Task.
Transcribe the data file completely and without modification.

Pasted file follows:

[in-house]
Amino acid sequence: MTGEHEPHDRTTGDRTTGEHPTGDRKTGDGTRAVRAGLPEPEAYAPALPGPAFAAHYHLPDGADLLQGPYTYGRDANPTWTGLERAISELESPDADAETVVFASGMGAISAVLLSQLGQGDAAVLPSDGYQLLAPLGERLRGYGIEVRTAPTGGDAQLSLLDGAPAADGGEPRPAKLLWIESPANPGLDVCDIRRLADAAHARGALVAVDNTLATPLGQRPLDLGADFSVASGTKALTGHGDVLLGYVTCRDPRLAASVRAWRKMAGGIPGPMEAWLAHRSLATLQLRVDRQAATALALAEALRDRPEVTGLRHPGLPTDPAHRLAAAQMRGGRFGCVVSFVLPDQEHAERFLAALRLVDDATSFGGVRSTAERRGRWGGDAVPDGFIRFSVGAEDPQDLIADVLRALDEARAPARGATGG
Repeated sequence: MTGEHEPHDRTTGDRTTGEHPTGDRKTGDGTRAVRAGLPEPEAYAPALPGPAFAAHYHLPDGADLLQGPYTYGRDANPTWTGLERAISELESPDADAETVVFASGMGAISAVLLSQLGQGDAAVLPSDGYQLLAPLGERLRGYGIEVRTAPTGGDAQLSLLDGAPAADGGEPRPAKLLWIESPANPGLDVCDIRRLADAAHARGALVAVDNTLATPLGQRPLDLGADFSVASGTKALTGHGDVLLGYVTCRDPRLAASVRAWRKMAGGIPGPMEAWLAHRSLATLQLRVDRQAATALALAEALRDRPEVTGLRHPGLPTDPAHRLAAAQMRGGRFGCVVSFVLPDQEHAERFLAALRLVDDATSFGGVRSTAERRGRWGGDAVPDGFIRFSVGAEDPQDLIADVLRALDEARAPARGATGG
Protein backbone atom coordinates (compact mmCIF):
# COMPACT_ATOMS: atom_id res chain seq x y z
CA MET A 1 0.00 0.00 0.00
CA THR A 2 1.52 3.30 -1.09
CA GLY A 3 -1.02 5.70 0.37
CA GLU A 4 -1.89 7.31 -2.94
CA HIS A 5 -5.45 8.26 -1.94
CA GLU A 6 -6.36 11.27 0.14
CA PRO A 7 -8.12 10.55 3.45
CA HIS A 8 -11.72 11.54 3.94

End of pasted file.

[in-house]
Amino acid sequence: MTGEHEPHDRTTGDRTTGEHPTGDRKTGDGTRAVRAGLPEPEAYAPALPGPAFAAHYHLPDGADLLQGPYTYGRDANPTWTGLERAISELESPDADAETVVFASGMGAISAVLLSQLGQGDAAVLPSDGYQLLAPLGERLRGYGIEVRTAPTGGDAQLSLLDGAPAADGGEPRPAKLLWIESPANPGLDVCDIRRLADAAHARGALVAVDNTLATPLGQRPLDLGADFSVASGTKALTGHGDVLLGYVTCRDPRLAASVRAWRKMAGGIPGPMEAWLAHRSLATLQLRVDRQAATALALAEALRDRPEVTGLRHPGLPTDPAHRLAAAQMRGGRFGCVVSFVLPDQEHAERFLAALRLVDDATSFGGVRSTAERRGRWGGDAVPDGFIRFSVGAEDPQDLIADVLRALDEARAPARGATGG
Repeated sequence: MTGEHEPHDRTTGDRTTGEHPTGDRKTGDGTRAVRAGLPEPEAYAPALPGPAFAAHYHLPDGADLLQGPYTYGRDANPTWTGLERAISELESPDADAETVVFASGMGAISAVLLSQLGQGDAAVLPSDGYQLLAPLGERLRGYGIEVRTAPTGGDAQLSLLDGAPAADGGEPRPAKLLWIESPANPGLDVCDIRRLADAAHARGALVAVDNTLATPLGQRPLDLGADFSVASGTKALTGHGDVLLGYVTCRDPRLAASVRAWRKMAGGIPGPMEAWLAHRSLATLQLRVDRQAATALALAEALRDRPEVTGLRHPGLPTDPAHRLAAAQMRGGRFGCVVSFVLPDQEHAERFLAALRLVDDATSFGGVRSTAERRGRWGGDAVPDGFIRFSVGAEDPQDLIADVLRALDEARAPARGATGG
Protein backbone atom coordinates (compact mmCIF):
# COMPACT_ATOMS: atom_id res chain seq x y z
CA MET A 1 0.00 0.00 0.00
CA THR A 2 1.52 3.30 -1.09
CA GLY A 3 -1.02 5.70 0.37
CA GLU A 4 -1.89 7.31 -2.94
CA HIS A 5 -5.45 8.26 -1.94
CA GLU A 6 -6.36 11.27 0.14
CA PRO A 7 -8.12 10.55 3.45
CA HIS A 8 -11.72 11.54 3.94